The Report accompanying this letter is the result of ICPEG’s work. Although the U.S. Chamber suggested the project and recruited participants, it made no effort to steer the content of ICPEG’s recommendations.
The Report is addressed specifically to the interaction of competition law and international trade law and proposes greater coordination and cooperation between them in the formulation and implementation of U.S. international trade policy. It focuses on the use of international trade and other appropriate tools to address problems in the application of foreign competition policies through 12 concrete recommendations.
Recommendations 1 through 6 urge the Trump Administration to prioritize the coordination of international competition policy through a new, cabinet-level White House working group (the “Working Group”) to be chaired by an Assistant to the President. Among other things, the Working Group would:
- set a government-wide, high-level strategy for articulating and promoting policies to address the misuse of competition law by other nations that impede international trade and competition and harm U.S. companies;
- undertake a 90-day review of existing and potential new trade policy tools available to address the challenge, culminating in a recommended “action list” for the President and Congress; and
- address not only broader substantive concerns regarding the abuse of competition policy for protectionist and discriminatory purposes, but also the denial of fundamental process rights and the extraterritorial imposition of remedies that are not necessary to protect a country’s legitimate competition law objectives.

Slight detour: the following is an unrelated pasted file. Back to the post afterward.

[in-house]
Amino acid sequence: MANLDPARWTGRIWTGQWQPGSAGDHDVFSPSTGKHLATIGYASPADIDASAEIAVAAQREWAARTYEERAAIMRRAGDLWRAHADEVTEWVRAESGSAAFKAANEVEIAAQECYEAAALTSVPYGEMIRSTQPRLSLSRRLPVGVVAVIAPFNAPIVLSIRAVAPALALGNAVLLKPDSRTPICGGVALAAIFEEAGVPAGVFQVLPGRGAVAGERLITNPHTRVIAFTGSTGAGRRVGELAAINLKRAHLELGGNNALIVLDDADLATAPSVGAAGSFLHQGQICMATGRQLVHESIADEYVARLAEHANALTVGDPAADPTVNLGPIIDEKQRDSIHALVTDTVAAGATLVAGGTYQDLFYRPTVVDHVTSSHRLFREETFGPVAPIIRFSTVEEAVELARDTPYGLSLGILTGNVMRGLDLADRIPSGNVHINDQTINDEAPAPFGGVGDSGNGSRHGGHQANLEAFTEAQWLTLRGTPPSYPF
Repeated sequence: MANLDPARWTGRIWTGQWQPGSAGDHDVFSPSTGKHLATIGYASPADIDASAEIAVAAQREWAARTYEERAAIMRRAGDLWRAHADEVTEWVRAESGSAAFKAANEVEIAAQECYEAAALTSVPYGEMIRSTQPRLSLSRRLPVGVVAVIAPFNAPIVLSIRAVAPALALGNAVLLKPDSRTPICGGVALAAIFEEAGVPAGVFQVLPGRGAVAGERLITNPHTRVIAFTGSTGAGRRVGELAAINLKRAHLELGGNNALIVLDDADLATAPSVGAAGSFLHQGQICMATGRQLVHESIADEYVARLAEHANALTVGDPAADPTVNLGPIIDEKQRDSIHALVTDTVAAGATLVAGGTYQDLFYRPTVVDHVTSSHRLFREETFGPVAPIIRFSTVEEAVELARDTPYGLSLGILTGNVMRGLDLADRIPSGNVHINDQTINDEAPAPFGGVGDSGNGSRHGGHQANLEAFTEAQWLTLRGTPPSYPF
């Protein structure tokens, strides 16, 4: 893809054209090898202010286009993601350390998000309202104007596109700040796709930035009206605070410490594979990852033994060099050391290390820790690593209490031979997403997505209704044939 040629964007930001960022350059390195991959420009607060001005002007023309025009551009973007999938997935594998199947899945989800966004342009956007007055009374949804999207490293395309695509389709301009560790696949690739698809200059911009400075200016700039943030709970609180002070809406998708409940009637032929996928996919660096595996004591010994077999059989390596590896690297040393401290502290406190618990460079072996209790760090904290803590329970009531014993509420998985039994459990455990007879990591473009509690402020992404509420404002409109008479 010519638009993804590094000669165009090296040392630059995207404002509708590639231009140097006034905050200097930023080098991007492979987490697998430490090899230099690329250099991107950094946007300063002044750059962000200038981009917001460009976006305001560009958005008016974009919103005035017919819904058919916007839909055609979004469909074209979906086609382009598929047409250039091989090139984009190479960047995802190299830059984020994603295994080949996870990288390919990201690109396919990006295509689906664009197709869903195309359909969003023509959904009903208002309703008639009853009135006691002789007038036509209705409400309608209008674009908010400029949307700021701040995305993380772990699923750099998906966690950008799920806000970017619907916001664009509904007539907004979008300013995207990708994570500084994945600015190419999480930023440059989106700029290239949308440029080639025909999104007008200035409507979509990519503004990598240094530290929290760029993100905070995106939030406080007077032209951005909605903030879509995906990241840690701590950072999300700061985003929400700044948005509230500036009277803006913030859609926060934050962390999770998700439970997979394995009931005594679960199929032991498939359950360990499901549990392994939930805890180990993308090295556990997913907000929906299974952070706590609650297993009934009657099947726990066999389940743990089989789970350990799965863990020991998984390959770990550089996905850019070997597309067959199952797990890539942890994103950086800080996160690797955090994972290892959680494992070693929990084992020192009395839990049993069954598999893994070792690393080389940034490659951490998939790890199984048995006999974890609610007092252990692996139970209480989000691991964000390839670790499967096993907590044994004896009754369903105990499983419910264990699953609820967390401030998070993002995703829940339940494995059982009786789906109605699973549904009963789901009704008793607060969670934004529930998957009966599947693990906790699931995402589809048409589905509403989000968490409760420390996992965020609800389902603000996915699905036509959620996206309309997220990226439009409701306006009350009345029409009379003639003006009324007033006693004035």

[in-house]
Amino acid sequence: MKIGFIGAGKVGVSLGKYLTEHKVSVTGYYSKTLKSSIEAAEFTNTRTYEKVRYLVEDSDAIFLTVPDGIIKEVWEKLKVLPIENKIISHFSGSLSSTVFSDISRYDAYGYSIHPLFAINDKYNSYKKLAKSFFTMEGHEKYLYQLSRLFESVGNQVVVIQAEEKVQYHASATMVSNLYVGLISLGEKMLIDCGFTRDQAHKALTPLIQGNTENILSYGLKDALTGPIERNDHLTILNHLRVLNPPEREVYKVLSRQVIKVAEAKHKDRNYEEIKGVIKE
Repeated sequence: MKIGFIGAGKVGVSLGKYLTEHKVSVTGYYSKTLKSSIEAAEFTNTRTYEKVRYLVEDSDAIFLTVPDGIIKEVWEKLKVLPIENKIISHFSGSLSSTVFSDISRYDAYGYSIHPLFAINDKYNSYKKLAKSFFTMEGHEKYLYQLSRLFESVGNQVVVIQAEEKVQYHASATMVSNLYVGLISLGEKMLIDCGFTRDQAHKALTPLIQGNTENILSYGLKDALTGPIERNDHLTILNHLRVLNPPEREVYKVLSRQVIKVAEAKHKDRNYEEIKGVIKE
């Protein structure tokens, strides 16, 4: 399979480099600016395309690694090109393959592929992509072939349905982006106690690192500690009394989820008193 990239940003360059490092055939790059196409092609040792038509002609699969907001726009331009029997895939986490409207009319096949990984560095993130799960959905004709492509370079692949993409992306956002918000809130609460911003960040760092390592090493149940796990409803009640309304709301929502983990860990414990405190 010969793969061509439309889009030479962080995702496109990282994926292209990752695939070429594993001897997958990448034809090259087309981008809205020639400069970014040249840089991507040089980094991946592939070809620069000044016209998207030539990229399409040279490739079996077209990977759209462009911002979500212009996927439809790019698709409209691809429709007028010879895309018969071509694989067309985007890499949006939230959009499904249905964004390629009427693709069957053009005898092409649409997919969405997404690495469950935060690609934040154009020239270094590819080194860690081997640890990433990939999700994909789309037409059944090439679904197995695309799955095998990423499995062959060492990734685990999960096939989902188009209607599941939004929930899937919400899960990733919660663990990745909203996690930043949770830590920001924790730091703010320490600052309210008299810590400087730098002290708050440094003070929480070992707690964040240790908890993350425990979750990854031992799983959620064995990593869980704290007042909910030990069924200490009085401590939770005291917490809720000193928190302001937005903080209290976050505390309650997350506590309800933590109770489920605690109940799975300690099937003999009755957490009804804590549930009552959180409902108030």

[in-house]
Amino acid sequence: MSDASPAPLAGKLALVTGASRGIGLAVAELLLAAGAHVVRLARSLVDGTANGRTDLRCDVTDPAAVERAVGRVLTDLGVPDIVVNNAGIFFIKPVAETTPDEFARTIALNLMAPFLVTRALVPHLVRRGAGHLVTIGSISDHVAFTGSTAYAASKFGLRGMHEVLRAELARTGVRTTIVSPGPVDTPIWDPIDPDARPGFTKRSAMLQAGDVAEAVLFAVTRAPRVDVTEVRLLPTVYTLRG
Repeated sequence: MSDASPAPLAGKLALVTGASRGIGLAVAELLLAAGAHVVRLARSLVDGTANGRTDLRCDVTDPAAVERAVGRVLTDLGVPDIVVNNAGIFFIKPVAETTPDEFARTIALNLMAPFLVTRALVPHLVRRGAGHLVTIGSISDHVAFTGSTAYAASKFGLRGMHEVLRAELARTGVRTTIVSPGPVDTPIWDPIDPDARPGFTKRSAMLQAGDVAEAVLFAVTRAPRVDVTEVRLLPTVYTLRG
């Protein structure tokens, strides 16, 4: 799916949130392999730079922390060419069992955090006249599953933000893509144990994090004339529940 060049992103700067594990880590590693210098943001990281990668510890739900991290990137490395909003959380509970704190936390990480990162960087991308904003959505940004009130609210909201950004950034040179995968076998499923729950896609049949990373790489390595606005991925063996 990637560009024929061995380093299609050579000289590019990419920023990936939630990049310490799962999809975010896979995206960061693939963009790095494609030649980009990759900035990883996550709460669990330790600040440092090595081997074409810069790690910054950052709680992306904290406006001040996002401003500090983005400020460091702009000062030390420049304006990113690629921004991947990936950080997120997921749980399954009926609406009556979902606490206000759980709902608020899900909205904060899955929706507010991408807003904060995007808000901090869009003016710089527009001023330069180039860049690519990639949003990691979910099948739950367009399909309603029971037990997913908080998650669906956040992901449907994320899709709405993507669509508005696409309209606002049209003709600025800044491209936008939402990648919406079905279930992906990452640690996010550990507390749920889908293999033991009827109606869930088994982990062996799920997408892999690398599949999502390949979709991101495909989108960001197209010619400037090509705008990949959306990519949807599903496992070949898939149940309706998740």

Recommendations 7 through 12 focus on steps that should be taken with international organizations and bilateral initiatives. For example, the United States should consider:
- the feasibility and value of expanding the World Trade Organization’s regular assessment of each member government by the Trade Policy Review Body to include national competition policies and encourage the Organisation for Economic Cooperation and Development (OECD) to undertake specific peer reviews of national procedural or substantive policies, including of non-OECD countries;
- encouraging the OECD and/or other multilateral bodies to adopt a code enumerating transparent, accurate, and impartial procedures; and
- promoting the application of agreements under which nations would cooperate with and take into account legitimate interests of other nations affected by a competition investigation.
The competition and trade law issues addressed in the Report are complex and the consequences of taking any particular action vis-a-vis another country must be carefully considered in light of a number of factors beyond the scope of this Report. ICPEG does not take a view on the actions of any particular country nor propose specific steps with respect to any actual dispute or matter. In addition, reasonable minds can differ on ICPEG’s assessment and recommendations. But we hope that this Report will prompt appropriate prioritization of the issues it addresses and serve as the basis for the further development of a successful policy and action plan and improved coordination and cooperation between U.S. competition and trade agencies.
This piece originally appeared in Truth on the Market